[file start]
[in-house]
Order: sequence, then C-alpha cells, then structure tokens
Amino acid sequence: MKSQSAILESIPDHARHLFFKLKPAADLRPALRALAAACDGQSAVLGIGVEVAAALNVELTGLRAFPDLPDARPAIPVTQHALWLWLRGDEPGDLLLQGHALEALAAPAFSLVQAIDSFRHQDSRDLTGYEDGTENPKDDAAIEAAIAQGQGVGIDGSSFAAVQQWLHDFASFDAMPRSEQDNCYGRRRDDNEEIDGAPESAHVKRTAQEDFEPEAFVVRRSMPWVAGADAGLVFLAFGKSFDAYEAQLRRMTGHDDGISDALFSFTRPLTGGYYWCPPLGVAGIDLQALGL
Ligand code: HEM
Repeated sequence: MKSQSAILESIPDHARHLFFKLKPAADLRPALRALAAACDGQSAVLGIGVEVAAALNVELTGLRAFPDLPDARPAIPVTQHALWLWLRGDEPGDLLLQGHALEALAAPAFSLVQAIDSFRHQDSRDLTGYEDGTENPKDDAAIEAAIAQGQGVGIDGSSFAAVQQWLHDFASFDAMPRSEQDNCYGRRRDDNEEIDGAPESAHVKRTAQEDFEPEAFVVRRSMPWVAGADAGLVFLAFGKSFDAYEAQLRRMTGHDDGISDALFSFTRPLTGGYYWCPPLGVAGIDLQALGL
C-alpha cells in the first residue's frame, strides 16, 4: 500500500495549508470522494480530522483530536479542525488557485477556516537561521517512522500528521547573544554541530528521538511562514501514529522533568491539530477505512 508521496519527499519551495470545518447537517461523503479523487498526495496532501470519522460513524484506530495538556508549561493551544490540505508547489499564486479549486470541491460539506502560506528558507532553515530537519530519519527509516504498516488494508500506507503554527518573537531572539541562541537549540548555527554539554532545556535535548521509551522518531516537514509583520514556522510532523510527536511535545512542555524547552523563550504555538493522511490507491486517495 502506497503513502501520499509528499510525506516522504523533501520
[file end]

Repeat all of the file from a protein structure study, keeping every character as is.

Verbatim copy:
[in-house]
Order: sequence, then C-alpha cells, then structure tokens
Amino acid sequence: MKSQSAILESIPDHARHLFFKLKPAADLRPALRALAAACDGQSAVLGIGVEVAAALNVELTGLRAFPDLPDARPAIPVTQHALWLWLRGDEPGDLLLQGHALEALAAPAFSLVQAIDSFRHQDSRDLTGYEDGTENPKDDAAIEAAIAQGQGVGIDGSSFAAVQQWLHDFASFDAMPRSEQDNCYGRRRDDNEEIDGAPESAHVKRTAQEDFEPEAFVVRRSMPWVAGADAGLVFLAFGKSFDAYEAQLRRMTGHDDGISDALFSFTRPLTGGYYWCPPLGVAGIDLQALGL
Ligand code: HEM
Repeated sequence: MKSQSAILESIPDHARHLFFKLKPAADLRPALRALAAACDGQSAVLGIGVEVAAALNVELTGLRAFPDLPDARPAIPVTQHALWLWLRGDEPGDLLLQGHALEALAAPAFSLVQAIDSFRHQDSRDLTGYEDGTENPKDDAAIEAAIAQGQGVGIDGSSFAAVQQWLHDFASFDAMPRSEQDNCYGRRRDDNEEIDGAPESAHVKRTAQEDFEPEAFVVRRSMPWVAGADAGLVFLAFGKSFDAYEAQLRRMTGHDDGISDALFSFTRPLTGGYYWCPPLGVAGIDLQALGL
C-alpha cells in the first residue's frame, strides 16, 4: 500500500495549508470522494480530522483530536479542525488557485477556516537561521517512522500528521547573544554541530528521538511562514501514529522533568491539530477505512 508521496519527499519551495470545518447537517461523503479523487498526495496532501470519522460513524484506530495538556508549561493551544490540505508547489499564486479549486470541491460539506502560506528558507532553515530537519530519519527509516504498516488494508500506507503554527518573537531572539541562541537549540548555527554539554532545556535535548521509551522518531516537514509583520514556522510532523510527536511535545512542555524547552523563550504555538493522511490507491486517495 502506497503513502501520499509528499510525506516522504523533501520